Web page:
In the United States, the complementary and integrative medicine dialogue about “traditional medicine” typically looks to Asia. The West-meets-East orientation respects the power and influence of Chinese and Indian traditions. Yet in doing so, both local indigenous practices and the roles of traditional, complementary and integrative medicine (TCIM) in Mexico, Central America, South America and the Caribbean are mostly overlooked. The Pan American Health Organization (PAHO) recently created a partial remedy for this hemispheric forgetfulness. A two-year collaborative process with representatives of over 20 nations has created a powerful network and opened access to a nation-by-nation bounty of practices, papers, research, and regulations.
For the past half decade, the Academy of Integrative Pain Management (AIPM) has carried the policy mantle for integrative pain treatment into ever more influential places. The beacons were the 2017 and 2018 Integrative Pain Care Policy Congress. The most recent convened 70 stakeholder organizations, including key payers and federal agencies. On January 29, 2019, AIPM announced that it has ceased operations. Amidst the present opportunities for transforming pain treatment, the integrative pain field lost its engine. Oddly, the very challenges to the pharma industry in the center of the dominant pain model were part of AIPM’s undoing.
An organization that sees its mission as larger than its present reach hits natural barriers if it uses an association management firm. The management organization is not an “association growing” firm. Nor is the firm devoted solely to the association. In fact, the management firm’s financial incentive structure is akin to that of a fitness center: the best member is one who pays dues and never requires anything. It’s job is to manage and control something that, optimally is passionate, dynamic, and slightly out of control because it is actively flourishing in multiple directions. These disparate tendencies came to mind as good news arrived December 21, 2018 – Solstice Day – that arguably the most powerful engine in the integrative space, the Academic Consortium for Integrative Medicine and Health (“the Consortium”), completed a transition away from an association management firm to its first, 100% time, fully devoted executive director.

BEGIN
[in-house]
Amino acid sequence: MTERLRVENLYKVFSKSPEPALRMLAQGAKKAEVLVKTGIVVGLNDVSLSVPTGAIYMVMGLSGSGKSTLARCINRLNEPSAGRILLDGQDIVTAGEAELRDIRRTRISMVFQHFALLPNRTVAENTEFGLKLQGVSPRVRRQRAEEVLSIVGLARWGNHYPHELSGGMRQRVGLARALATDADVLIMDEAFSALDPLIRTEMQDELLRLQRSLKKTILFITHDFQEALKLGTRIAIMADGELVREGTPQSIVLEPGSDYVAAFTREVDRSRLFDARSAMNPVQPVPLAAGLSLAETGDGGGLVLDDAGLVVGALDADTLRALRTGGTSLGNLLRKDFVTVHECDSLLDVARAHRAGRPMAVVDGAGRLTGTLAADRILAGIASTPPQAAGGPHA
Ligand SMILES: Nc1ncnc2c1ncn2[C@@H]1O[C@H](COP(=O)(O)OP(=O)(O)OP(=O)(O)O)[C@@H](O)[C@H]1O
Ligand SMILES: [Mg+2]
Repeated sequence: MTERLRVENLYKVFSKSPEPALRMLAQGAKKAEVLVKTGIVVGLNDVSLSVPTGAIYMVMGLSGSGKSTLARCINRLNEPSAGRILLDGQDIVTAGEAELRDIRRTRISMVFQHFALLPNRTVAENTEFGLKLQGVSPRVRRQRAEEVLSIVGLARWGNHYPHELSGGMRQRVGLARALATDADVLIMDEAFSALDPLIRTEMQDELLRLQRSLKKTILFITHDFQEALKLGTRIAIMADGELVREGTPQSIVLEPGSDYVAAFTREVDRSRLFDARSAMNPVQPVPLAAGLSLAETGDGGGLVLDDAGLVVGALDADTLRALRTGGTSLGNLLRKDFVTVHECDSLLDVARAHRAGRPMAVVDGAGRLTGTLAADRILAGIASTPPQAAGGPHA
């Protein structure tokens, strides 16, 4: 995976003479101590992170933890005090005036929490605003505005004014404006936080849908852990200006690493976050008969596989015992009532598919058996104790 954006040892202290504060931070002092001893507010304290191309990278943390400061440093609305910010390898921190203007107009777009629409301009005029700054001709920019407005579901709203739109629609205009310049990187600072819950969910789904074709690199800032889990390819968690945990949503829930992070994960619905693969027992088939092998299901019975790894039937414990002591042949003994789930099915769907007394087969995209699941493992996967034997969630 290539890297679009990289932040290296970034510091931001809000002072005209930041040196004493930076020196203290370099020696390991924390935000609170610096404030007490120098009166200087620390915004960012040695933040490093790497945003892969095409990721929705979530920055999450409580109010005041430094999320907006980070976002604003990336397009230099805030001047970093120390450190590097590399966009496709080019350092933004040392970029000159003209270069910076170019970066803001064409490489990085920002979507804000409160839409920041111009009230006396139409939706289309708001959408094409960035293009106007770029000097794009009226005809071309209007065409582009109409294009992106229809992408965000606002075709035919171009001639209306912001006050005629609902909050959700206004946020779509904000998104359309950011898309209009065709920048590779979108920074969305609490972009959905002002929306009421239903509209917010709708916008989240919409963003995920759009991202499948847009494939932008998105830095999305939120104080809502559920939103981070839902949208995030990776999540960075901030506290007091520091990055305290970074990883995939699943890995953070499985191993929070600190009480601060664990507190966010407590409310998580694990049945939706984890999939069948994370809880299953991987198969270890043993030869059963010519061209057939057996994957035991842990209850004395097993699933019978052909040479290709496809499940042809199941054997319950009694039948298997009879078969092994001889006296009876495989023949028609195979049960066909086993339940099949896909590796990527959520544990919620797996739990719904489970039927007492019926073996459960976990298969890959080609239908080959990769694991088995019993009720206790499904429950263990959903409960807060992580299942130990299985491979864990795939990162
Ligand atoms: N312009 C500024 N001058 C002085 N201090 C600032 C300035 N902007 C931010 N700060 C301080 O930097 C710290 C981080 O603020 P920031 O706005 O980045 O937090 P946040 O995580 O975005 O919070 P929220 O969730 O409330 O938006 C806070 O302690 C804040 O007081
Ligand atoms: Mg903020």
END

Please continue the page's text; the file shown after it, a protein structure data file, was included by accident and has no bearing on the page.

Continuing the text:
At one point over the past three years of robust expansion of dialogue related to chronic pain care I received a somewhat panicky email from an integrative care advocate. He was concerned that by me speaking of the “opportunity” for integrative health produced by the US’ enthrallment with opioids that his field would be tainted as “opportunists.” Fact is, the dialogue over right use of “non-pharmacologic” practices and practitioners in chronic pain treatment has provoked a quantum opening in many quarters. This article shares an invitation to a December 4-5 workshop at from the National Academy Medicine (NAM) – the most robust inclusion of integrative health there since the 2009 Summit. Also included: another positive development at NAM, and first notes of advances at AIPM’s recent Integrative Pain Care Policy Congress. The bad news of the opioid crisis is proving very good for opening needed dialogue.